Faithlife’s Disconnect with Faithlife Connect

Then it all came crashing down. Faithlife employee Chris duMond took to the forums to announce the end of Logos Now and then introduction of Faithlife Connect. Here’s what he wrote about the change from Logos Now to Faithlife Connect.

How Faithlife Connect affects Logos Now and Logos Cloud customers

Because this product includes many of the same features and benefits of both Logos Now and Logos Cloud, we’re migrating everyone who has a subscription to Logos Now and Logos Cloud to a subscription to Faithlife Connect. We’ll transition Logos Cloud and Logos Now customers into Faithlife Connect over the next day or so as we configure things on the back end. All active subscribers will retain their Logos Now/Cloud benefits through their subscription period.

faithlife connect packages comparison

The change shocked many people, like me, who liked Logos Now. Why was this a problem? to get everything we enjoyed in Logos Now we’d have to subscribe to Faithlife Connect Essentials, a $19.99 subscription charged annually at about $240/year. So our subscription went from about $100/year to $240, a 140% price increase. They claimed it was better because it included services like…

  • Faithlife TV – a kind of Netflix for Christian movies and documentaries.
  • 2 video courses (Mobile Ed) per year.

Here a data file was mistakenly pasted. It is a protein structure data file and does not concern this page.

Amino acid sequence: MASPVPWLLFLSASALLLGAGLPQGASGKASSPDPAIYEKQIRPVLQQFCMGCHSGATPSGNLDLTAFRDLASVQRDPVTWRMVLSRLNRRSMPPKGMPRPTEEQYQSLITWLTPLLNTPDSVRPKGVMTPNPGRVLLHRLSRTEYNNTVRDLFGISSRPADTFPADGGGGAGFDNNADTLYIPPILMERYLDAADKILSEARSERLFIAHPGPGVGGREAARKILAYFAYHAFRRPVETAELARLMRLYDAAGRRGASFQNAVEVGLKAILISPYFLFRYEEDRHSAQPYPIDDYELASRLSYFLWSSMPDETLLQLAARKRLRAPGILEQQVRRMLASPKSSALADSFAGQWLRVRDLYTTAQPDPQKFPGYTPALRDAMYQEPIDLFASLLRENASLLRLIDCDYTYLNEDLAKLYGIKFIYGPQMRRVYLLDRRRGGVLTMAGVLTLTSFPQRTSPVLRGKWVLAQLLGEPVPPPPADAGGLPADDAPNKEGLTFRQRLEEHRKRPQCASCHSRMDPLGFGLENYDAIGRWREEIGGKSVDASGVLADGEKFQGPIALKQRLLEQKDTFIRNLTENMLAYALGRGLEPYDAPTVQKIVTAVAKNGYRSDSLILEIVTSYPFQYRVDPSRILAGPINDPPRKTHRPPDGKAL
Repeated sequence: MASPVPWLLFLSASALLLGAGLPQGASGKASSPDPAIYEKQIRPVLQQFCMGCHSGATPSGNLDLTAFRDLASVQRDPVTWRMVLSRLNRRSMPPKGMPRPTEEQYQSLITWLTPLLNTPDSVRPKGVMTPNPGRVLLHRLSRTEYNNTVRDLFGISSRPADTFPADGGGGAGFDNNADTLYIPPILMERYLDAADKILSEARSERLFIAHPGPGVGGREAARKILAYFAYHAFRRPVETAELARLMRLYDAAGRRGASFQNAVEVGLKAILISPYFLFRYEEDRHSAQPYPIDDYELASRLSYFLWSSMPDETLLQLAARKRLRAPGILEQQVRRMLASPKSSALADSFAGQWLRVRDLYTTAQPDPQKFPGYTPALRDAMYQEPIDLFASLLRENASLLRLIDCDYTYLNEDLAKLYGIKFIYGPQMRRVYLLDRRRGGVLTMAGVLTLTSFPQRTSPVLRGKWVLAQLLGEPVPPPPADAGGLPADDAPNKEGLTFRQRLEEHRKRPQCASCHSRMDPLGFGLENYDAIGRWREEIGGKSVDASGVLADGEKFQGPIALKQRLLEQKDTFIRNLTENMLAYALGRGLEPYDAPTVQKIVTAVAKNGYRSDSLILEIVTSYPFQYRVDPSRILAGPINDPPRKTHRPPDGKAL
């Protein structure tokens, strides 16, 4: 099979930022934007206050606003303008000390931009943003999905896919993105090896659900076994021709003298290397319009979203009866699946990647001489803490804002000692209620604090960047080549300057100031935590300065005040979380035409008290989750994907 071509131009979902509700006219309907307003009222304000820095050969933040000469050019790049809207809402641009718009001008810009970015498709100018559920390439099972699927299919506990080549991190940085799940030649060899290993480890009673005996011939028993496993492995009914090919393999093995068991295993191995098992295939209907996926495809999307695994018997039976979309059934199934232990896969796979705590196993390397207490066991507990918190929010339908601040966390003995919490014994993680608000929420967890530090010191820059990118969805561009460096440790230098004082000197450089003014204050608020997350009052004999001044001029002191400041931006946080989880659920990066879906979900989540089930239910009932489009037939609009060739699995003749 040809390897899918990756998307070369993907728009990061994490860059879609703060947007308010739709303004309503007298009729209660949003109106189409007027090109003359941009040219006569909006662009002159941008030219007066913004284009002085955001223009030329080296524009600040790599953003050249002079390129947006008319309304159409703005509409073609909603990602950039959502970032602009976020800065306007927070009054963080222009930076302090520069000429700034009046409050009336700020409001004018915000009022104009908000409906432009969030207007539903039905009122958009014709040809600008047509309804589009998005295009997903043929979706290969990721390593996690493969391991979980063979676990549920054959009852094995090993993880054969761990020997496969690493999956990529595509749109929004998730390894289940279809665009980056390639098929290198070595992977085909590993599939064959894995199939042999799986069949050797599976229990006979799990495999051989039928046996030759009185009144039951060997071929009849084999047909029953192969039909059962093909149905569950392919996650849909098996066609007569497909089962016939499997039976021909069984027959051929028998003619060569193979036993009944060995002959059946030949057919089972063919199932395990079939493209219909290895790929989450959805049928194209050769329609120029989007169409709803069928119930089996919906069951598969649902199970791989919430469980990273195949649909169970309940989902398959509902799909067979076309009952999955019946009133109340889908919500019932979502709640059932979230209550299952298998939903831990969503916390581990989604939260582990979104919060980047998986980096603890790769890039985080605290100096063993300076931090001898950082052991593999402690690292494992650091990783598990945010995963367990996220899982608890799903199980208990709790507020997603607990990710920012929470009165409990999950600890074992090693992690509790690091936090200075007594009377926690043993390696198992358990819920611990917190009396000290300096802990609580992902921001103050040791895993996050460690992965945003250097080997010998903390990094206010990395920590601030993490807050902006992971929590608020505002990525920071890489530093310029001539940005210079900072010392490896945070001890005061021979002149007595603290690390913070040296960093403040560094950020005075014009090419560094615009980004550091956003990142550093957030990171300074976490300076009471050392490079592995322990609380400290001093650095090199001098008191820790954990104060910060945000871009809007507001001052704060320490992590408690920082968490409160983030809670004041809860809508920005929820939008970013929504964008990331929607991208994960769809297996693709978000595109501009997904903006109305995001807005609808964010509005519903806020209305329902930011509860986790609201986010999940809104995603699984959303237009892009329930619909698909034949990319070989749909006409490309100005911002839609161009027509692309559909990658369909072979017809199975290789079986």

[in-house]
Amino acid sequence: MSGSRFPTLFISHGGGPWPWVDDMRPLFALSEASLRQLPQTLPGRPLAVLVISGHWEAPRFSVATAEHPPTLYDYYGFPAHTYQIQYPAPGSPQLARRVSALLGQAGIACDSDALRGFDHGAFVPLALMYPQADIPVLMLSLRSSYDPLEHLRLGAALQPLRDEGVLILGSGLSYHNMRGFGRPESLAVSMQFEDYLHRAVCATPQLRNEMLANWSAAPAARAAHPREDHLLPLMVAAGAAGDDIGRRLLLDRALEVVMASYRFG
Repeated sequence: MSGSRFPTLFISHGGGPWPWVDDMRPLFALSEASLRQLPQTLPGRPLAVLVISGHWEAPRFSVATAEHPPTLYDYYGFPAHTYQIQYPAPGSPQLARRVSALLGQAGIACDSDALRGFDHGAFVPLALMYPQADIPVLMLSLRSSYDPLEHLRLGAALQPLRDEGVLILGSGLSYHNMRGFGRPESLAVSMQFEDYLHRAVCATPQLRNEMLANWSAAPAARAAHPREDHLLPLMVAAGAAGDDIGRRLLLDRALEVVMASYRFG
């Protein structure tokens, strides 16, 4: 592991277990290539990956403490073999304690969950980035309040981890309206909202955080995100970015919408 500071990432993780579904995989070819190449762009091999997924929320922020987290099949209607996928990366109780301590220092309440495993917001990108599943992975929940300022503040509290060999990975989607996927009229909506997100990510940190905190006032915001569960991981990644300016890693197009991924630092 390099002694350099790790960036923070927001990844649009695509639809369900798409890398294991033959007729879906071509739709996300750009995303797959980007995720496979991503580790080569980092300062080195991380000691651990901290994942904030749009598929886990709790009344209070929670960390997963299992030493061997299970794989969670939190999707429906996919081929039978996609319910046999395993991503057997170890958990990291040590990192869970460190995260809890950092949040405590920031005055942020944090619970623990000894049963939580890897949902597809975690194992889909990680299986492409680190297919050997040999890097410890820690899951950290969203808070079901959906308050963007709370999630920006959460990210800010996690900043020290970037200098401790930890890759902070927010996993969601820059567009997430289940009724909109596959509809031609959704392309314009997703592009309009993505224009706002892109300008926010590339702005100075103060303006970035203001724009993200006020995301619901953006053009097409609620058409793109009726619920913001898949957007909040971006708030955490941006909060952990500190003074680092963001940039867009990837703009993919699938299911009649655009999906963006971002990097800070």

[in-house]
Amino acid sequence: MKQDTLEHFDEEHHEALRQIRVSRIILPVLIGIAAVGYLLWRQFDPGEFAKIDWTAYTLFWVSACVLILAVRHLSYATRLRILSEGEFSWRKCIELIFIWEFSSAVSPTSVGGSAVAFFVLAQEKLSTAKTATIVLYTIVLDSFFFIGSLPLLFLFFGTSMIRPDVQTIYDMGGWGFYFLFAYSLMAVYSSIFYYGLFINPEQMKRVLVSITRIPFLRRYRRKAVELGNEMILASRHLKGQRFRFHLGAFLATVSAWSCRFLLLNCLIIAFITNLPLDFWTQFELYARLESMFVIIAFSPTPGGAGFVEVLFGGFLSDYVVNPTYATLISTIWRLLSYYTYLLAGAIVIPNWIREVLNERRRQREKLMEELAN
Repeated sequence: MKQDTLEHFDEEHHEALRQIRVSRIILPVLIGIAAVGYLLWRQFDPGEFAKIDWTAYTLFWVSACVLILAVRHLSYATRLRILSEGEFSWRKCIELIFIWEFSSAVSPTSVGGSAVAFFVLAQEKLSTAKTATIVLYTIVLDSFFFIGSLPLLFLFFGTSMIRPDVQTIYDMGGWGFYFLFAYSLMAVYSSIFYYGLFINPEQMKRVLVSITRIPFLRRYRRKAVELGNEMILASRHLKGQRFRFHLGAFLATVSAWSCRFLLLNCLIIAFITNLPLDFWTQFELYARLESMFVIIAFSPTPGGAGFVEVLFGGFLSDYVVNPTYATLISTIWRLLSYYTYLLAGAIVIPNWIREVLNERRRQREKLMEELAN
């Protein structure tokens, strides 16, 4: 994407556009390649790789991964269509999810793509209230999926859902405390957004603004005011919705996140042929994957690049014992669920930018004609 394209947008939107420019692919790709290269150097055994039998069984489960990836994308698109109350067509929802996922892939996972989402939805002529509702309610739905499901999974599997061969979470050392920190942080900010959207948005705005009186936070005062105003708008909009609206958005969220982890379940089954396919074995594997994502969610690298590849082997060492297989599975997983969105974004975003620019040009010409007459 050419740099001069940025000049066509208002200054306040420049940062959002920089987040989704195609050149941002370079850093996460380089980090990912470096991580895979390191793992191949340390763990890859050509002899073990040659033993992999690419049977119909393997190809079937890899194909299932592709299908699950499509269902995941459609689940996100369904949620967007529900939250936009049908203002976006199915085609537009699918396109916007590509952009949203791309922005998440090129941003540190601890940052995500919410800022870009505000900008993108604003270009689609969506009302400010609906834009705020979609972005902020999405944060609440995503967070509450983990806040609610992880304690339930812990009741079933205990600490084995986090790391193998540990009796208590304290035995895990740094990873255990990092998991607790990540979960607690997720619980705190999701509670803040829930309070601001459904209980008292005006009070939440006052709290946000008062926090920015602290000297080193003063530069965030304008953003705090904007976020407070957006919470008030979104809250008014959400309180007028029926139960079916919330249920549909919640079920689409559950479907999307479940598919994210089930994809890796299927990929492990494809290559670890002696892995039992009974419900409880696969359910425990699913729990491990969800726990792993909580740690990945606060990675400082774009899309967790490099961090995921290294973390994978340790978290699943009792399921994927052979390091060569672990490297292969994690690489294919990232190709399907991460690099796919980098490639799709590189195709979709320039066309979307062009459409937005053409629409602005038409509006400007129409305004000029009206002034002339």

• Discounts.
  • Free eBooks.
  • Rewards of 2% – kind of like cash back or airlines miles.

Many of us didn’t see these things as a big benefit. Not enough to more than double the price. We just wanted to the new features NOW. The outcry was great, indeed. Just read the huge thread that followed the announcement.

Faithlife automatically migrated Logos Now subscribers to the new Faithlife Connect. This also angered many users who made that clear in another forum thread. Another thread stated that “Faithlife Connect punishes Logos’ best customers!”. People got angry, probably overreacted and many of us immediately went to our subscription page and turned off our auto-renew, which Faithlife automatically turned on for all customers they migrated from Logos Now to Faithlife Connect.

In defense of Faithlife, they said that all Logos Now customers would get to keep their Logos Now features until their current subscription ran out or until early November 2018 whichever lasted the longest. I saw that some had paid up through 2019, so they would get to keep Logos Now for a long time still before having to decide what to do about the new service.

Happy Ending, For Now

bob pritchett announcement